Advice For Reporting On Detroit: Avoid 'Urban Settler' Metaphors Detroit Metro Times Editor Michael Jackman wrote about some phrases to avoid when writing about his city. Hold the "tabula rasa" and "urban frontier," he tells NPR's Scott Simon.
NPR logo

Advice For Reporting On Detroit: Avoid 'Urban Settler' Metaphors

  • Download
  • <iframe src="https://www.npr.org/player/embed/357153366/357153367" width="100%" height="290" frameborder="0" scrolling="no" title="NPR embedded audio player">
  • Transcript
Advice For Reporting On Detroit: Avoid 'Urban Settler' Metaphors

Advice For Reporting On Detroit: Avoid 'Urban Settler' Metaphors

Advice For Reporting On Detroit: Avoid 'Urban Settler' Metaphors

  • Download
  • <iframe src="https://www.npr.org/player/embed/357153366/357153367" width="100%" height="290" frameborder="0" scrolling="no" title="NPR embedded audio player">
  • Transcript

Detroit Metro Times Editor Michael Jackman wrote about some phrases to avoid when writing about his city. Hold the "tabula rasa" and "urban frontier," he tells NPR's Scott Simon.

SCOTT SIMON, HOST:

Detroit's got a pile of troubles. It also has a new kind of gritty chic, which has been turned into a brag in ads for cars, watches and startups. So how do you write about Detroit these days without offending, patronizing or glossing over what's there? - by using phrases like gritty chic. Michael Jackman grew up just outside of Detroit. He's now the managing editor of the alternative weekly Detroit Metro Times. And this week he published a tip sheet for journalist writing about Detroit. Thanks for being with us, Mr. Jackman.

MICHAEL JACKMAN: It's my pleasure.

SIMON: So where do you see a lot of writing about Detroit that just hits the wrong note for you?

JACKMAN: Well, I think that where journalists and correspondents tend to stray into trouble is when they use metaphor. For instance, using words like blank slate. They tend to sort of overlook the fact that there are more than 600,000 people still living here.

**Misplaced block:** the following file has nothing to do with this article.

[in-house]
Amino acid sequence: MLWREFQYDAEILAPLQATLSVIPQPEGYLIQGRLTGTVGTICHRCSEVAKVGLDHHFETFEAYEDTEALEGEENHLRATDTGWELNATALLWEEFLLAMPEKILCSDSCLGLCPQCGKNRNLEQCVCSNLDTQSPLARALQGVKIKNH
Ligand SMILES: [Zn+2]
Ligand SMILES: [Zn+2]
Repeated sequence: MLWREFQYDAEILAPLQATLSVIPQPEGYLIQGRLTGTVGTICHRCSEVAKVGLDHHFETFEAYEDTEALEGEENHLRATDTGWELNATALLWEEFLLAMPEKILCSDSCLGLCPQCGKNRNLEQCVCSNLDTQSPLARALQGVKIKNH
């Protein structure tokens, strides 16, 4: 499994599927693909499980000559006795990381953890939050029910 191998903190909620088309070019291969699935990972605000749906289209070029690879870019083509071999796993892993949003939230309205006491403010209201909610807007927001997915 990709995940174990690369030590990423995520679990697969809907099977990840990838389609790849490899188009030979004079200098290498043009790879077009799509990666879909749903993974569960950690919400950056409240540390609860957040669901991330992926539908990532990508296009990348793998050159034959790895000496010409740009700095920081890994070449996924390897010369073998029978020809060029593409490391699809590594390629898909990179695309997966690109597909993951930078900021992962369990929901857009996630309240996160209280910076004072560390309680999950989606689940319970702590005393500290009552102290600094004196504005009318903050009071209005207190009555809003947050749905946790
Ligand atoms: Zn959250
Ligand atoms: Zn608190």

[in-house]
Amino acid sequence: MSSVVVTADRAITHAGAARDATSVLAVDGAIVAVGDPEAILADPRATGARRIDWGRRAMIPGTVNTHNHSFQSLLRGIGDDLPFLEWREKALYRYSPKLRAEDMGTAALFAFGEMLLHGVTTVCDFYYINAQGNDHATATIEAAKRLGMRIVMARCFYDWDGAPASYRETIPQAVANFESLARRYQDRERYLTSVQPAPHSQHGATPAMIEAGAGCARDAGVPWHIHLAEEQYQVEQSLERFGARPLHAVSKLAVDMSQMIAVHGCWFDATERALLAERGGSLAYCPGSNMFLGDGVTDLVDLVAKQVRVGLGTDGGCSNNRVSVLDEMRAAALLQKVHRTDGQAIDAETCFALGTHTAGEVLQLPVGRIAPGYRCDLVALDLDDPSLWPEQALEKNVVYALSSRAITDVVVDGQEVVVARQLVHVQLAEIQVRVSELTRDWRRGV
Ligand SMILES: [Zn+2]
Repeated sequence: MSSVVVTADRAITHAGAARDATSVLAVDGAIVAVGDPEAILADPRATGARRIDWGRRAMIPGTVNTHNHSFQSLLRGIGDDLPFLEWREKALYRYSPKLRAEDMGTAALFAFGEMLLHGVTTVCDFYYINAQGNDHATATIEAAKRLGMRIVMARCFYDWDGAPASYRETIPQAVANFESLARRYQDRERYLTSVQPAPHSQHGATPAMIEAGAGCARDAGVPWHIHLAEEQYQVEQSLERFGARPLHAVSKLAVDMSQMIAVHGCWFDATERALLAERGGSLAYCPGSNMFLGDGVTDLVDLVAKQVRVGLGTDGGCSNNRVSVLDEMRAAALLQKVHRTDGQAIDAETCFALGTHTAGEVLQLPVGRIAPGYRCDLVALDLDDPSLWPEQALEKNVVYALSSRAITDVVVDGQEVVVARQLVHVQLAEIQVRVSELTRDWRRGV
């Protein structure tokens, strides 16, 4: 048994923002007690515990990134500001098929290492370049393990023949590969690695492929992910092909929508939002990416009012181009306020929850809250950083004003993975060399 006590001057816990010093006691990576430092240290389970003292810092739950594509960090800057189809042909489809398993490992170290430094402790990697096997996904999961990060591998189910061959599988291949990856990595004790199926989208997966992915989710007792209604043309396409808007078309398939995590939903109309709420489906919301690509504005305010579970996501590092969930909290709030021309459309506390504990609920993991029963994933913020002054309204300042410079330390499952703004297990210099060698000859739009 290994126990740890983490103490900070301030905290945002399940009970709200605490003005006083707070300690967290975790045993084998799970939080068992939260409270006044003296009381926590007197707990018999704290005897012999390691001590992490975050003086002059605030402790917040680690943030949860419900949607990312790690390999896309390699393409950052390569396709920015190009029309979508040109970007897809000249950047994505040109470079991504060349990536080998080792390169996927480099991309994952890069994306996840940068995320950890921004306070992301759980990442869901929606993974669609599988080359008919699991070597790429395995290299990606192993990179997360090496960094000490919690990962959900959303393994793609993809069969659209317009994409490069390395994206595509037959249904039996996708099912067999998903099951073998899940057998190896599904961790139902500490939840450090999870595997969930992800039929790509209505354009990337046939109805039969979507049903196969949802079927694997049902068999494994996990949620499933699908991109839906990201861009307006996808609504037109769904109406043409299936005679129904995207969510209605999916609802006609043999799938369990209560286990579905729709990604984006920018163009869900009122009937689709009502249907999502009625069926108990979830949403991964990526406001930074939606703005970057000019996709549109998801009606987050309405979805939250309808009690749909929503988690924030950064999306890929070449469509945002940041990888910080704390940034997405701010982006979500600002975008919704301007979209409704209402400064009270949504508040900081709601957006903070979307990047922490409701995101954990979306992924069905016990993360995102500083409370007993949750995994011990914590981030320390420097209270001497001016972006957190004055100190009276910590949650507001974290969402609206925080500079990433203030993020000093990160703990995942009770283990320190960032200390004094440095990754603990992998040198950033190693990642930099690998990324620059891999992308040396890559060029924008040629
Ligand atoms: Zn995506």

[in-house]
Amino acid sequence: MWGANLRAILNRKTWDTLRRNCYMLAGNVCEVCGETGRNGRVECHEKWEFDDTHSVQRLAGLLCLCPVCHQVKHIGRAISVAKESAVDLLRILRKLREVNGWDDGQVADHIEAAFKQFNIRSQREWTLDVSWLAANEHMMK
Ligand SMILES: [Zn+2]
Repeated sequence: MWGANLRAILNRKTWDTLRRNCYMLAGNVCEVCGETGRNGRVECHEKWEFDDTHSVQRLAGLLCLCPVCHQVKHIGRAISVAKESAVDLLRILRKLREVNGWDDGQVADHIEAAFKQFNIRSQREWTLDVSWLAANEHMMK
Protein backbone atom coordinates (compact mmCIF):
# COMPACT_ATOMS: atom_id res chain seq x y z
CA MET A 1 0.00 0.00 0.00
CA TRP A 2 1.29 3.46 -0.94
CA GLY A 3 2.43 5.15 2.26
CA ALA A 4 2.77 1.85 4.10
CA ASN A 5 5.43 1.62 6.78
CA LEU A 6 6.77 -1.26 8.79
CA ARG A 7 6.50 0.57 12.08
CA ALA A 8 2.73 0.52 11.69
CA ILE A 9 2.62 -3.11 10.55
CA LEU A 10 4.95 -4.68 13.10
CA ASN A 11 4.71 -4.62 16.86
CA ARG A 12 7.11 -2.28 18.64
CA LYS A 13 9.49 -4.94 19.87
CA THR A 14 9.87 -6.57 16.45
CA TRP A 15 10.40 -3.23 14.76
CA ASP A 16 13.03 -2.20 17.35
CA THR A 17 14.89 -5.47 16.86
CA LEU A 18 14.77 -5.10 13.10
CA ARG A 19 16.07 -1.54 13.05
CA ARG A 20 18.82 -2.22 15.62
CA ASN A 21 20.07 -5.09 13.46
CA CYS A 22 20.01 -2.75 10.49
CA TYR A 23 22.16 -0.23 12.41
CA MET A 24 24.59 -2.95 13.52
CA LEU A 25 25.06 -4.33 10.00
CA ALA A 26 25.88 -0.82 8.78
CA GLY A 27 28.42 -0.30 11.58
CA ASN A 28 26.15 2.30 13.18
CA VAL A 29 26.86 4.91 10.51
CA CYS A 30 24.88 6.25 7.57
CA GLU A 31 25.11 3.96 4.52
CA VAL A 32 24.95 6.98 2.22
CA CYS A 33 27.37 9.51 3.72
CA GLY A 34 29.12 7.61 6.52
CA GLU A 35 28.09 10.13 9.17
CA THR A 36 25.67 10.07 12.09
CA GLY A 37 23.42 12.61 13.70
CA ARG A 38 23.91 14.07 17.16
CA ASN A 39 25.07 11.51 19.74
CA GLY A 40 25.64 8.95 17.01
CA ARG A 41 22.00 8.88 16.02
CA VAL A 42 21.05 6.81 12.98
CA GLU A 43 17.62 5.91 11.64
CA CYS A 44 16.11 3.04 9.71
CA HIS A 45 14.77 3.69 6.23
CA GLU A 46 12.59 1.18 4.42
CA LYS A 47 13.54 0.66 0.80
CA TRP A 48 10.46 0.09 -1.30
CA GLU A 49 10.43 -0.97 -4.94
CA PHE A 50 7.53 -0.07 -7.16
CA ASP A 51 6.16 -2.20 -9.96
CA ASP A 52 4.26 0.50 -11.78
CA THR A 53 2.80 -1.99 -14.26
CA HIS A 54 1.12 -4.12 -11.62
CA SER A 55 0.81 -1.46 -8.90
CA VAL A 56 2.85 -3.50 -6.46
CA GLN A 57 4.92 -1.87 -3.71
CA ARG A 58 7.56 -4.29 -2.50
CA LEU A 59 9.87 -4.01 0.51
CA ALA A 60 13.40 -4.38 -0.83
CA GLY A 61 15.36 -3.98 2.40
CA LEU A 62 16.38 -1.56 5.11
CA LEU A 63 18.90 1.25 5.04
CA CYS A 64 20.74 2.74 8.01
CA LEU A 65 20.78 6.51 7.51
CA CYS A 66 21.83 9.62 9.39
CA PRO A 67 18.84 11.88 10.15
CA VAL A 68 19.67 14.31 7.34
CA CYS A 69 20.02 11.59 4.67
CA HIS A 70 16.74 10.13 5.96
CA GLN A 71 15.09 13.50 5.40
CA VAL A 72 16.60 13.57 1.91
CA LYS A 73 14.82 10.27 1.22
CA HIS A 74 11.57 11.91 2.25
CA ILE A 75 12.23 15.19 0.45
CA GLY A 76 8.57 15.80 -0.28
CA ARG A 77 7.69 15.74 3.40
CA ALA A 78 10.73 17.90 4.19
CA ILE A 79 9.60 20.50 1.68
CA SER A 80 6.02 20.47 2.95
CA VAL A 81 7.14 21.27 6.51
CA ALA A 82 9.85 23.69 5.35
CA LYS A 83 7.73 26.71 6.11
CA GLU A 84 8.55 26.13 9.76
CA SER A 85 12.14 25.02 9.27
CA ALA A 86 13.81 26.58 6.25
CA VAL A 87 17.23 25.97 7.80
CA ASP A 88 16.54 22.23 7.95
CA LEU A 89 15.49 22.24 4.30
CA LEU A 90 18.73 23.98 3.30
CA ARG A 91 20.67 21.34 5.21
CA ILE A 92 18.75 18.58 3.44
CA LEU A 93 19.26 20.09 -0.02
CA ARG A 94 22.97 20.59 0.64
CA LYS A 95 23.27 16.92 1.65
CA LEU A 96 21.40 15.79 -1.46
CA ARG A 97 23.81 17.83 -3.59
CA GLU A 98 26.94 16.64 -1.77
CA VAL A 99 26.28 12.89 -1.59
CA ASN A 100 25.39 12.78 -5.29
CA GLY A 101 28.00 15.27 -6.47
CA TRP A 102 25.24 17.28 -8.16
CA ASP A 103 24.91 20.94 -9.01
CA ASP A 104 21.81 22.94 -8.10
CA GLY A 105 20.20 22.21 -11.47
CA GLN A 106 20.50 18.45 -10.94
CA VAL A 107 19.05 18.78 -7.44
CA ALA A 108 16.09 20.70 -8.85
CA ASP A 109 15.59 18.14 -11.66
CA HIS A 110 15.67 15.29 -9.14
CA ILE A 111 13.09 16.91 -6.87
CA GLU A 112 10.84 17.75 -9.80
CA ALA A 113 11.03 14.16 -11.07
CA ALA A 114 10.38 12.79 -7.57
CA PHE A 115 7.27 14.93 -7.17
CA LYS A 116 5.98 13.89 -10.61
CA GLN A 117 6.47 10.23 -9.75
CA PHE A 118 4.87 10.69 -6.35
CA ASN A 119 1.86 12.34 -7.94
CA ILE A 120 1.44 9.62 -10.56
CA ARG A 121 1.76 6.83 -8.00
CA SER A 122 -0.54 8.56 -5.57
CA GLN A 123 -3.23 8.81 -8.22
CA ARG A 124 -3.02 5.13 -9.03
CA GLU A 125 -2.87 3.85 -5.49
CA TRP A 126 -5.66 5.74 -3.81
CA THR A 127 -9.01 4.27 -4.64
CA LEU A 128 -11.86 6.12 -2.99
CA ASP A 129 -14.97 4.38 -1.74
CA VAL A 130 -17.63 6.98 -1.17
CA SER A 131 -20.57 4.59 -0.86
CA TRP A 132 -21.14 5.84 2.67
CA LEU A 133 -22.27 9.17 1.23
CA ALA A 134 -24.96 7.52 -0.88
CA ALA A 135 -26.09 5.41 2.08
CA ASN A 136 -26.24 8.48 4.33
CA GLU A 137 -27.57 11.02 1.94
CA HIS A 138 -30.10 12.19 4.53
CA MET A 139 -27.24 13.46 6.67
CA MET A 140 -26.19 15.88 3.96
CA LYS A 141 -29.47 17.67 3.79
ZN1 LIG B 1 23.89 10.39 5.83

SIMON: Yeah, that's a pretty crowded slate. What about when you see a phrase like urban settlers?

JACKMAN: Well, that sets off all kinds of unpleasant associations. You're talking about the process of colonization in a metaphoric sense. And typically, the people who are colonized tend to see their culture and their land and, you know, their identity despoiled.

SIMON: Putting Detroit on the map.

JACKMAN: Well, that's a particularly troublesome phrase. Detroit - I hasten to remind people - has been on the map since 1701. And, you know, I suggest to people who want to use that phrase narrowing it down a bit. Certainly, you could put Detroit on the new culinary map, but as far as your standard garden-variety map, we've been there longer than most.

SIMON: And what about that phrase I used, gritty chic? Go ahead, let me have it.

JACKMAN: (Laughter) Well, I don't think there's anything problematic about saying gritty chic. We do have grit in abundance. I think the main problem is that, you know, when you're from Detroit, you get used to being dumped on quite a bit. And so it winds up as an odd consequence that people who want to praise the city might unwittingly cast aspersions upon it.

SIMON: Is it, however, better than - I think we can both remember phrases like urban wasteland or another tick on the Motor City murder meter or that kind of stuff.

JACKMAN: Well, I think a lot of us have become inert to that. Certainly, we have problems in spades. And for any journalist who wants to come to the city and write about its resurgence, which is taking place in pockets in the city, they do well not to generalize because it shows that you're turning a blind eye to the people who've struggled the hardest to stay here.

SIMON: Michael Jackman is managing editor of the Detroit Metro Times. Thanks so much for being with us.

JACKMAN: It's my pleasure.

SIMON: This is NPR News.

Copyright © 2014 NPR. All rights reserved. Visit our website terms of use and permissions pages at www.npr.org for further information.

NPR transcripts are created on a rush deadline by Verb8tm, Inc., an NPR contractor, and produced using a proprietary transcription process developed with NPR. This text may not be in its final form and may be updated or revised in the future. Accuracy and availability may vary. The authoritative record of NPR’s programming is the audio record.